roasted green chiles, diced – equivalent of one small can
1 C or more of frozen sweet corn
handful of dehydrated tomatoes for extra tomato zing
salt and pepper to taste
I wanted to do this in the crockpot, so the night before I wanted to make it, I put the turkey carcass in the pot, with the water and the dried pinto beans. I think I turned it on high for about 3 hours. The beans weren’t totally soft the next day, but I pulled the meat off the bones (putting meat back in pot and the bones in the trash), drained about half the beany water down the sink and threw everything else in the pot and let it cook on low all day.
Note: my homecanned tomato/tomatillos are loaded with habaneros and garlic, so you might want to add a little more heat and some garlic to your pot of soup.
Serve with shredded cheese, tortilla chips, cilantro or tortillas.
Sorry, I meant to take a picture last night, but this is what the leftovers looked like in the plastic container today. The turkey turned the color of ham, thanks to the beans. It was really tasty, and perfect for a cold night.
By Penny Stine
Monday, October 24, 2011
We’re supposed to get a hard freeze this week, so I went out and picked all my green tomatoes. Although they’ll ripen if you stick them in a paper sack, I already have plenty of tomatoes in paper sacks, and I don't want to devote my entire life to tomato ripening management over the next month or so.
So I began asking around for a good recipe/idea for green tomatoes.
Lynn Lickers said her sister made chutney, so I asked for the recipe. Meanwhile, I also let my fingers do the walking and googled green tomato chutney recipes. I found this one http://www.food.com/recipe/green-tomato-chutney-for-canning-385951 that sounded intriguing due to the curry, mustard and cayenne. I also found quite a few that were variations on the cinnamon and clove version of chutney – which my mom used to make, except she called it green tomato mincement. Lynn’s sister’s recipe turned out to be a variation of the cinnamon one, so I decided to try the curry version.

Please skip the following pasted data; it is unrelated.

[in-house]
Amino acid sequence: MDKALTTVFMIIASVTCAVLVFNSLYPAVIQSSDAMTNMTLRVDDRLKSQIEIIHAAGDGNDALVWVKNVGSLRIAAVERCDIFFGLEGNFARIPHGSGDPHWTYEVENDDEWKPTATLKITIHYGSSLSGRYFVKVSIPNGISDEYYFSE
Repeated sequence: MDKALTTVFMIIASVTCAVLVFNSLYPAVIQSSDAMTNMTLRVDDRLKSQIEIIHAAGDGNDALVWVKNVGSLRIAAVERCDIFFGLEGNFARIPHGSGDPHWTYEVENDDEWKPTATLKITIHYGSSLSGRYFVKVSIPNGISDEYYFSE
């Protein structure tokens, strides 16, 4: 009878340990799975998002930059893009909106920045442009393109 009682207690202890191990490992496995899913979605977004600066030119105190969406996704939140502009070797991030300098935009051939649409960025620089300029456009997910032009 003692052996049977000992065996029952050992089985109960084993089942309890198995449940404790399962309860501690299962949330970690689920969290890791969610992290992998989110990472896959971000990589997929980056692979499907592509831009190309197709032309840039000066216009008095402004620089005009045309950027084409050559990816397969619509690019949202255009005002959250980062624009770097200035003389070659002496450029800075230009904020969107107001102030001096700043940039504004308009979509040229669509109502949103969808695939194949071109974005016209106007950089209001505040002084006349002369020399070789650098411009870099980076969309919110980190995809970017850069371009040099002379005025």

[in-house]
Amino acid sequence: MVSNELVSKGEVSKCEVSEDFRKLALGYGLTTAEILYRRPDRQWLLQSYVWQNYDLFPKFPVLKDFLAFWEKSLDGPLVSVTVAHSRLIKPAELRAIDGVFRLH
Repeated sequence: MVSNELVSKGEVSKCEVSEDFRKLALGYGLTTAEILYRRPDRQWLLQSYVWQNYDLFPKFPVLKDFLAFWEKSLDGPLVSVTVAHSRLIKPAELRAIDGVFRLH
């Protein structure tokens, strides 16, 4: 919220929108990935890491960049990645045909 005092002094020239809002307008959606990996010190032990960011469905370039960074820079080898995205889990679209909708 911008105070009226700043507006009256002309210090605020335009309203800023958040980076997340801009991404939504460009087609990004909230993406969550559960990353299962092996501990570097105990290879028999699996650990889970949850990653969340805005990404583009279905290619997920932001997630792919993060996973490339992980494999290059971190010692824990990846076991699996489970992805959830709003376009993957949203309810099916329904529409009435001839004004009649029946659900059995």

A friend got in on the chutney canning action and she brought over quite a few green tomatoes from her garden. We substituted some other kind of apples for Granny Smith because my mom gave me two bags of unknown tartish apples last week. We easily doubled the recipe and used extra cayenne.
We had three pots of chutney cooking on the stovetop.
We made 34 or 35 pints of chutney.
We still have green tomatoes.
The chutney recipe says to wait 2 weeks before trying it, but of course, we tasted it before we canned it. The vinegar seemed a tad too strong, but we hope that will mellow.
I tasted it yesterday on cold turkey and it was pretty good. I’ll be bringing some to the Daily Sentinel Halloween potluck, because I have 17 jars of it (plus more in the fridge that didn’t get processed).
Check back in a week for chutney reviews.
By Carol Clark
Friday, October 21, 2011
Well, the frost is on the pumpkin and the tomato plants are not looking too good. Since I have been babying my plants since February, I didn't have the energy to cover them with the first frost. Bye, bye, summer tomatoes. It was delicious having you.
I took this picture the morning of our first frost. It's three of my five beds. You can see the sad tomato plants and beans with frost. It is looking much worse now.
The pumpkin in the bunny basket was the only one I got from my growing a pumpkin in a pot experiment. I planted three pumpking seeds in a pot and got one pumpkin plant and a sunflower...? I don't know how that happened but the pumpkin plant did produce one small pumpkin.
The bunny came from The Daily Sentinel Christmas white elephant gift exchange. Nobody wanted the bunny that was found abandoned at The Sentinel. I thought he was darling and brought him home, (If this is your bunny, sorry, it is mine now.)
It was a fun, sometimes frustrating gardening year but now it's time to clean out the beds and make note about what worked and what didn't so when the excitement comes back again I will be ready with a new plan for a new season of gardening enthusiasm.
"But slowly and as always nature follows her own pattern. And mankind cannot change it - even in this super scientific era."